We signed a contract, made payment and begin preparing the delivery infrastructure on our end.

... Isn’t What You Get.

Nothing worked out as planned. After receiving payment, the vendor’s responsiveness declined precipitously. The salesman wouldn’t even return phone calls. The list, which was supposedly undergoing final verification, didn’t arrive on the date indicated in the contract. No one at the company could give me a straight answer.  

When the list was finally delivered 10 days late, there was one word to describe it: disaster. The sectors and geographies promised were not present. The list had not been segmented as promised, and our initial tests of the contacts found that:

1. Many emails were not valid.
2. Much of the contact information was out of date, some of it 10 years old.
3. The contacts had NOT opted-in.

These were the problems we discovered with spot-checking; I was afraid to think what else we would find if we actually used the list. It was evident that the company had conducted a bait-and-switch scheme and was giving us information they had scraped from various sources. It was unusable.

Digging Deeper

Even though the sales team at the vendor wasn't responding, I was able to get the direct phone number of the head of operations, and he seemed genuinely interested in helping. Over the next three weeks, they attempted various times to deliver on the original promise but they never could. They didn’t have the ability to deliver. Period.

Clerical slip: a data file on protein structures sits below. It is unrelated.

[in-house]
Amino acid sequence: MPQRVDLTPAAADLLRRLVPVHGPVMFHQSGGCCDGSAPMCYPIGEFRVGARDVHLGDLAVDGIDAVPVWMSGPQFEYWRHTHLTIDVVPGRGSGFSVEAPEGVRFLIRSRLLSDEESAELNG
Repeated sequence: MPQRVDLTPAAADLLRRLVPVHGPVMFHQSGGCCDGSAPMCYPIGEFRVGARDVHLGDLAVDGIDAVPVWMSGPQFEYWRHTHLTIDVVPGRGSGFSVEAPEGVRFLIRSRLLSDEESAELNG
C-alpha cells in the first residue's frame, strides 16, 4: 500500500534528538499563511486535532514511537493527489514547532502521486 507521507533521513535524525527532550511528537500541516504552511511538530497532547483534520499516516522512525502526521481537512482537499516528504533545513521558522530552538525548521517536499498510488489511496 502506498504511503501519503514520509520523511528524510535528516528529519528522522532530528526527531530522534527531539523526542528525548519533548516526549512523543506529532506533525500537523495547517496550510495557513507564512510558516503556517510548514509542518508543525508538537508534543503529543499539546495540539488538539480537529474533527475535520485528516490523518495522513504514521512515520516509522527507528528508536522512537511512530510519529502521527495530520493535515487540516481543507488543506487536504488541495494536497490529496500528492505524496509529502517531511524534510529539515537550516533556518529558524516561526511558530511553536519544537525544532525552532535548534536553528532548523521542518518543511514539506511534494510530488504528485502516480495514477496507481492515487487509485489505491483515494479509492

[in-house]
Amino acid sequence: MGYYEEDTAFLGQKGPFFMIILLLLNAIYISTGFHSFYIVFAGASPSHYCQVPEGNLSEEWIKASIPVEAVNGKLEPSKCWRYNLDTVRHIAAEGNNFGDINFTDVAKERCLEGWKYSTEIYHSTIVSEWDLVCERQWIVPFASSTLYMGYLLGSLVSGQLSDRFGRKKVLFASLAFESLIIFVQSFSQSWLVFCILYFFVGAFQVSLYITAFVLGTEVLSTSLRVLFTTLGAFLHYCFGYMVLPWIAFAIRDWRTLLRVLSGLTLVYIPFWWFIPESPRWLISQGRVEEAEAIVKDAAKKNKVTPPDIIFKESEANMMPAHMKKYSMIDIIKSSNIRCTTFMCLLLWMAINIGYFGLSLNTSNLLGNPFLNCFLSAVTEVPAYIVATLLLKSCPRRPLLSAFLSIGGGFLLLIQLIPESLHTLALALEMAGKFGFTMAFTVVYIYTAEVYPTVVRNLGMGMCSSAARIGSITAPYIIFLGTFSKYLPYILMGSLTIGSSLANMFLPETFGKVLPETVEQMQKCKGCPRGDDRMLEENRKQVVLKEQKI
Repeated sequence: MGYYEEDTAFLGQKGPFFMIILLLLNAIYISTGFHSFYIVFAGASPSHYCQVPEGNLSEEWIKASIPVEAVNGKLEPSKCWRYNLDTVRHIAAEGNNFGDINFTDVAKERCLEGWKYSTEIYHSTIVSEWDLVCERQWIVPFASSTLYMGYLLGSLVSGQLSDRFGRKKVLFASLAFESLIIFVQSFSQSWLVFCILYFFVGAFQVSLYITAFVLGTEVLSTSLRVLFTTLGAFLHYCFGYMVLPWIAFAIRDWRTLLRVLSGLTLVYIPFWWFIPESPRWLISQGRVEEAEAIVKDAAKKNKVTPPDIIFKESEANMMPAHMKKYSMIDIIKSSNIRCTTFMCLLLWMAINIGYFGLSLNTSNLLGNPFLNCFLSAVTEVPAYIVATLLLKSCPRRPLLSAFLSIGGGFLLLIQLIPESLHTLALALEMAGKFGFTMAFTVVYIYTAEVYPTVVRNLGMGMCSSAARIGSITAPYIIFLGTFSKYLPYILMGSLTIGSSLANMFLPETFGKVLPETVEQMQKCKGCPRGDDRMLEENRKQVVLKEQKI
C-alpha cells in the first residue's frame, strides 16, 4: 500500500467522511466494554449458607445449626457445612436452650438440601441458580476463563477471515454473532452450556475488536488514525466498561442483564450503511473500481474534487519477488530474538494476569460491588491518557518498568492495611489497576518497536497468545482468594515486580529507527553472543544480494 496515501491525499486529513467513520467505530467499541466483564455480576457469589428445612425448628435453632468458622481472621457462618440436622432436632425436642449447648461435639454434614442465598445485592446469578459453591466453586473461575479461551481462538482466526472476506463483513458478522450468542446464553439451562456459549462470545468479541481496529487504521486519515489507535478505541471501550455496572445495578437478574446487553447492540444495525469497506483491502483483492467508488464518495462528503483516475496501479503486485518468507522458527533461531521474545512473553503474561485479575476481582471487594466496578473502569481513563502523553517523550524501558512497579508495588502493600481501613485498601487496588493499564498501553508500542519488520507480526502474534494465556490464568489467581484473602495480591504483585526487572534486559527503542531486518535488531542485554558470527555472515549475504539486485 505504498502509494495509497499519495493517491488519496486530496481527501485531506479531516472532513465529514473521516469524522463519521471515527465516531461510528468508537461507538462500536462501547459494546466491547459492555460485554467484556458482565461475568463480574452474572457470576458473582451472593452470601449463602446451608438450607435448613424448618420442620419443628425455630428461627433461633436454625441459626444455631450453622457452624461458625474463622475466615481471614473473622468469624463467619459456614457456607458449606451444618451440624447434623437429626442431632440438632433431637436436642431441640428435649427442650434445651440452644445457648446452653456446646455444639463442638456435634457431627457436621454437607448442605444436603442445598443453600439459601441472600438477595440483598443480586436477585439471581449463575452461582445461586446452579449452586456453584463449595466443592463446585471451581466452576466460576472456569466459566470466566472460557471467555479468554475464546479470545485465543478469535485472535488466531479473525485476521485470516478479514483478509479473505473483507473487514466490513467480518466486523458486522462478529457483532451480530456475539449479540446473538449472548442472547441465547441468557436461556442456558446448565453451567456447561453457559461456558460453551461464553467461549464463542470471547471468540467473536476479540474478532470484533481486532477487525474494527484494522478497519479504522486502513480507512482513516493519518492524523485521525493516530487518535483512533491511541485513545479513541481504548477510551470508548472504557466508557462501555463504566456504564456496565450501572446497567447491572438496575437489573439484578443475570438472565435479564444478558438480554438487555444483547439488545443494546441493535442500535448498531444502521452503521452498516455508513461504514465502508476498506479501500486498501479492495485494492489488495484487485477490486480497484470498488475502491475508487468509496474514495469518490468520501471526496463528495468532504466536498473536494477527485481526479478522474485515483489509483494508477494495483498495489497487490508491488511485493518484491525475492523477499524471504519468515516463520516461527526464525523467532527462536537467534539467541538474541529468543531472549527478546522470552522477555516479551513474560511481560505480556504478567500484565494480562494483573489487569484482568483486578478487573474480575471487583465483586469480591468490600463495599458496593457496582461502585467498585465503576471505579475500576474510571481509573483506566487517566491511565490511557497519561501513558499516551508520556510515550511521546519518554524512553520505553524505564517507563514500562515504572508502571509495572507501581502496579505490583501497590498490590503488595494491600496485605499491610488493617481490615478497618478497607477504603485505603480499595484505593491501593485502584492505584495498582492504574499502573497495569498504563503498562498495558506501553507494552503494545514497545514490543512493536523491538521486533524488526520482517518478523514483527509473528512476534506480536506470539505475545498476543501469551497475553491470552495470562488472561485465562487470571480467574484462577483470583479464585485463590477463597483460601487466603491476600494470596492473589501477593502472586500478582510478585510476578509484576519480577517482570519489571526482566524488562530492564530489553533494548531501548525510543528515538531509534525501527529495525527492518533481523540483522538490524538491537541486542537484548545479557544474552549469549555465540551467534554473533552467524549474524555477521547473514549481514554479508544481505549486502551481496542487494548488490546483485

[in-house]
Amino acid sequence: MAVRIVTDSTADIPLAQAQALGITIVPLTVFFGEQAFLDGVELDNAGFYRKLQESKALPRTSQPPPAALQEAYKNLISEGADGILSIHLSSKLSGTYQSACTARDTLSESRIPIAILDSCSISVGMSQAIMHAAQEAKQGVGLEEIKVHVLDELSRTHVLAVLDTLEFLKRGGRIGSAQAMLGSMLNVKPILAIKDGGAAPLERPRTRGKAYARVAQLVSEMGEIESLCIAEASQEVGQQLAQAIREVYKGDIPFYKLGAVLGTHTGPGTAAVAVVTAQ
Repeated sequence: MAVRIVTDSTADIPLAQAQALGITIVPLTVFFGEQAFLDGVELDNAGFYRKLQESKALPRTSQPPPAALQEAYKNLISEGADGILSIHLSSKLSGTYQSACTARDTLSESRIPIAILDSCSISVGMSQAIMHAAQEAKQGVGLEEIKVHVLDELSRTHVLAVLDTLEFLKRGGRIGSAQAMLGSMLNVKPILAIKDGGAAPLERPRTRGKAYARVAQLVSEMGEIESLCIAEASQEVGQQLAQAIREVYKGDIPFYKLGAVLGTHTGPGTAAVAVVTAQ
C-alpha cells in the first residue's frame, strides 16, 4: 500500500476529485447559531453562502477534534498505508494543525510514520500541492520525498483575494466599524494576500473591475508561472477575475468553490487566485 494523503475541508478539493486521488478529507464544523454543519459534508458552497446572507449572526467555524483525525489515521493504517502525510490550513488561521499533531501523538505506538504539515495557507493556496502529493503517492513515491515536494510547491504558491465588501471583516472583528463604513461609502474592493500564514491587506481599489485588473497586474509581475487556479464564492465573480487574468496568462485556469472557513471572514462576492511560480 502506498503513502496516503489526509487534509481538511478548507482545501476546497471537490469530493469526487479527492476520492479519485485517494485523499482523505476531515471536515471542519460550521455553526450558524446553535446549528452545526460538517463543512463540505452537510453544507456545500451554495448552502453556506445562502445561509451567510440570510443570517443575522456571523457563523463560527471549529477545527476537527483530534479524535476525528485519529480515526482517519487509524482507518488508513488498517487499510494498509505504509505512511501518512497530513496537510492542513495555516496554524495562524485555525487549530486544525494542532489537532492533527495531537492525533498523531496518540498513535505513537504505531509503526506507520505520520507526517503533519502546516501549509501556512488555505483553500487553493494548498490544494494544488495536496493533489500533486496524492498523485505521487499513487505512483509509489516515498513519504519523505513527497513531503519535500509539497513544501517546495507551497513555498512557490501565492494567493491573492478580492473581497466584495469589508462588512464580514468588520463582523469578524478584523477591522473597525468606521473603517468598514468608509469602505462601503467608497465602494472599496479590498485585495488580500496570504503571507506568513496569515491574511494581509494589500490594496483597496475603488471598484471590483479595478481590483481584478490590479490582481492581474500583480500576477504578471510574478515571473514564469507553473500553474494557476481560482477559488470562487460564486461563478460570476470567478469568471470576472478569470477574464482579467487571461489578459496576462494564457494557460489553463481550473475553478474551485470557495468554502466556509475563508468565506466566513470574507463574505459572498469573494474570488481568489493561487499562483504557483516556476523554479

As I started doing more research, I realized this was a common problem in the industry. There are vendors that operate under various company names, have mail forwarding addresses and claim to be based in the U.S. but are really based offshore. The list of deceit goes on and on. The number of small-business victims is also significant and there is little to no recourse, since the companies will move to another brand and shell-company as soon as they amass too many complaints.

How We Closed the Book

The company categorically denied my request for a refund. More than once I heard “it's impossible.” This was an expensive learning experience, but I decided that at the very least I would warn other business owners about this company, and I shared my experience and concerns on social media. Potential clients starting contacting me directly and asking me about my experience before buying. I gave it to them, and naturally they didn’t buy. That got their attention. After the estimated value of lost sales—thanks to me—reached about 10 times my refund request amount, the vendor decided to honor my request for a partial refund in the hopes of moving on from the incident.

Not every list purchase will go as badly as this one, but in general the risks are simply too high that you will pay for stale information that was gathered without permission. Using that kind of list will only cost you money and alienate potential customers. There are no shortcuts when it comes to building an email list, so it's best not to look for one.

Mike Periu is the founder of Proximo, a leading provider of training and educational programs in finance, entrepreneurship and information technology. He is a nationally recognized speaker, blogger and writer on small-business finance.